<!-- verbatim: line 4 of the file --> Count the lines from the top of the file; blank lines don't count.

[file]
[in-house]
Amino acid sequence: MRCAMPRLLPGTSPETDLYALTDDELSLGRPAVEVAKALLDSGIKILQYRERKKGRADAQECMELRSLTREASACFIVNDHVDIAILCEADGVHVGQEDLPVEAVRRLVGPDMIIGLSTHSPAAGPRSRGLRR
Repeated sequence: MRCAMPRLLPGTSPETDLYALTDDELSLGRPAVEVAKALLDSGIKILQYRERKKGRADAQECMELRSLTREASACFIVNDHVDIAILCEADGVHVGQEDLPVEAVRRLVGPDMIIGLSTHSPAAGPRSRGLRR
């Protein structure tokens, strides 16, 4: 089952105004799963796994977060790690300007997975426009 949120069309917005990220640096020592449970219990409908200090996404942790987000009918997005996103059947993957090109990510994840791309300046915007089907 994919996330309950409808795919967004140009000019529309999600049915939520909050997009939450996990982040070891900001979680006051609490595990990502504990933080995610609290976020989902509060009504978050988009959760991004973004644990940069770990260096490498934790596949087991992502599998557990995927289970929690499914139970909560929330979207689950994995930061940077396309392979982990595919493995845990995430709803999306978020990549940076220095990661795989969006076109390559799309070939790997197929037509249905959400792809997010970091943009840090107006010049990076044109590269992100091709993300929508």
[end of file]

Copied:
């Protein structure tokens, strides 16, 4: 089952105004799963796994977060790690300007997975426009 949120069309917005990220640096020592449970219990409908200090996404942790987000009918997005996103059947993957090109990510994840791309300046915007089907 994919996330309950409808795919967004140009000019529309999600049915939520909050997009939450996990982040070891900001979680006051609490595990990502504990933080995610609290976020989902509060009504978050988009959760991004973004644990940069770990260096490498934790596949087991992502599998557990995927289970929690499914139970909560929330979207689950994995930061940077396309392979982990595919493995845990995430709803999306978020990549940076220095990661795989969006076109390559799309070939790997197929037509249905959400792809997010970091943009840090107006010049990076044109590269992100091709993300929508």